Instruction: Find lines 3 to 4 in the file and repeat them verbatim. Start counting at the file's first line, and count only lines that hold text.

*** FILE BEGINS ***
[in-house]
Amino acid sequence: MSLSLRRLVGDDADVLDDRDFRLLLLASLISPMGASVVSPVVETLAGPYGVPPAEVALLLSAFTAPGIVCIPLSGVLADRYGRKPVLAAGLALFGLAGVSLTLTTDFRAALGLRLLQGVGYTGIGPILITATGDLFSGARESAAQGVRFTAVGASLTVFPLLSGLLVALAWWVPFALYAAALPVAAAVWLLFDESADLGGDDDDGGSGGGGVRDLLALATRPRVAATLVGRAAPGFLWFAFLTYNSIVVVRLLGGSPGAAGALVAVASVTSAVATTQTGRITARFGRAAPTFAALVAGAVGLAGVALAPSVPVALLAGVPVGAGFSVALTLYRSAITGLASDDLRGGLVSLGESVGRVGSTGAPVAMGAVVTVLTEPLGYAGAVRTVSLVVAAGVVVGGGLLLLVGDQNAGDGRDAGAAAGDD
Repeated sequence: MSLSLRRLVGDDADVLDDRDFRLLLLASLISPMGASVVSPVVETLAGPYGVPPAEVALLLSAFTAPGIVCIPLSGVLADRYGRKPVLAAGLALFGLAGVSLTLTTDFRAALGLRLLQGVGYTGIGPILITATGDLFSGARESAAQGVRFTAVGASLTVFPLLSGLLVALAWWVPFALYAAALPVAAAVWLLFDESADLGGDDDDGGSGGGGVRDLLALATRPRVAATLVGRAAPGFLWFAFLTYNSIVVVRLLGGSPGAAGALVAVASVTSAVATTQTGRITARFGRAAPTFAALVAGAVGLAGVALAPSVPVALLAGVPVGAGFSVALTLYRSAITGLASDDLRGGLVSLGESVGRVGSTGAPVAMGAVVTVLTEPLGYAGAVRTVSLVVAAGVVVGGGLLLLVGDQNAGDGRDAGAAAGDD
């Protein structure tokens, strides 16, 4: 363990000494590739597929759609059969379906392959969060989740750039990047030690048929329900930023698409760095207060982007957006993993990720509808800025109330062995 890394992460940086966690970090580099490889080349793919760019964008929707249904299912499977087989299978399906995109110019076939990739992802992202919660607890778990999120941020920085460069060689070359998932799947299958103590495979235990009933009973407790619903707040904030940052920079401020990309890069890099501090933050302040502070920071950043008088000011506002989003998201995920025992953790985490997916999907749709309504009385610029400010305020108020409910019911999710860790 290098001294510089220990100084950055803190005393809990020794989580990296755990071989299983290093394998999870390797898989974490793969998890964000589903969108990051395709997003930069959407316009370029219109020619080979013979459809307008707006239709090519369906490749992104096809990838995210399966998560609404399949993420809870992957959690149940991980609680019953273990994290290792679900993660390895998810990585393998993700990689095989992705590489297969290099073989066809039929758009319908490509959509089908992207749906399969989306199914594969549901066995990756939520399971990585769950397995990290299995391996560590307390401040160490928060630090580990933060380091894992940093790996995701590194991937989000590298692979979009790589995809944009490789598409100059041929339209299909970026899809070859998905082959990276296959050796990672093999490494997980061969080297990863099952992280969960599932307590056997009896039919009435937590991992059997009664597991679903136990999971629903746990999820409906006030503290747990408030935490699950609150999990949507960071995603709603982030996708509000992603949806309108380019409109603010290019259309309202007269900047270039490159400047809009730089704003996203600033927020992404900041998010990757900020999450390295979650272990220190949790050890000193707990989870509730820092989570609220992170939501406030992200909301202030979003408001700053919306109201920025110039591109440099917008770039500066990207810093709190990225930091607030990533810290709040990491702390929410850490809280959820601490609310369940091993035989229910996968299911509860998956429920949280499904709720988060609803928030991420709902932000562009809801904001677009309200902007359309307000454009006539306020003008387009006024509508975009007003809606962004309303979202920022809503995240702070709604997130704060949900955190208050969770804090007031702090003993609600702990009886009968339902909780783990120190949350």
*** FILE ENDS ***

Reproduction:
Repeated sequence: MSLSLRRLVGDDADVLDDRDFRLLLLASLISPMGASVVSPVVETLAGPYGVPPAEVALLLSAFTAPGIVCIPLSGVLADRYGRKPVLAAGLALFGLAGVSLTLTTDFRAALGLRLLQGVGYTGIGPILITATGDLFSGARESAAQGVRFTAVGASLTVFPLLSGLLVALAWWVPFALYAAALPVAAAVWLLFDESADLGGDDDDGGSGGGGVRDLLALATRPRVAATLVGRAAPGFLWFAFLTYNSIVVVRLLGGSPGAAGALVAVASVTSAVATTQTGRITARFGRAAPTFAALVAGAVGLAGVALAPSVPVALLAGVPVGAGFSVALTLYRSAITGLASDDLRGGLVSLGESVGRVGSTGAPVAMGAVVTVLTEPLGYAGAVRTVSLVVAAGVVVGGGLLLLVGDQNAGDGRDAGAAAGDD
């Protein structure tokens, strides 16, 4: 363990000494590739597929759609059969379906392959969060989740750039990047030690048929329900930023698409760095207060982007957006993993990720509808800025109330062995 890394992460940086966690970090580099490889080349793919760019964008929707249904299912499977087989299978399906995109110019076939990739992802992202919660607890778990999120941020920085460069060689070359998932799947299958103590495979235990009933009973407790619903707040904030940052920079401020990309890069890099501090933050302040502070920071950043008088000011506002989003998201995920025992953790985490997916999907749709309504009385610029400010305020108020409910019911999710860790 290098001294510089220990100084950055803190005393809990020794989580990296755990071989299983290093394998999870390797898989974490793969998890964000589903969108990051395709997003930069959407316009370029219109020619080979013979459809307008707006239709090519369906490749992104096809990838995210399966998560609404399949993420809870992957959690149940991980609680019953273990994290290792679900993660390895998810990585393998993700990689095989992705590489297969290099073989066809039929758009319908490509959509089908992207749906399969989306199914594969549901066995990756939520399971990585769950397995990290299995391996560590307390401040160490928060630090580990933060380091894992940093790996995701590194991937989000590298692979979009790589995809944009490789598409100059041929339209299909970026899809070859998905082959990276296959050796990672093999490494997980061969080297990863099952992280969960599932307590056997009896039919009435937590991992059997009664597991679903136990999971629903746990999820409906006030503290747990408030935490699950609150999990949507960071995603709603982030996708509000992603949806309108380019409109603010290019259309309202007269900047270039490159400047809009730089704003996203600033927020992404900041998010990757900020999450390295979650272990220190949790050890000193707990989870509730820092989570609220992170939501406030992200909301202030979003408001700053919306109201920025110039591109440099917008770039500066990207810093709190990225930091607030990533810290709040990491702390929410850490809280959820601490609310369940091993035989229910996968299911509860998956429920949280499904709720988060609803928030991420709902932000562009809801904001677009309200902007359309307000454009006539306020003008387009006024509508975009007003809606962004309303979202920022809503995240702070709604997130704060949900955190208050969770804090007031702090003993609600702990009886009968339902909780783990120190949350």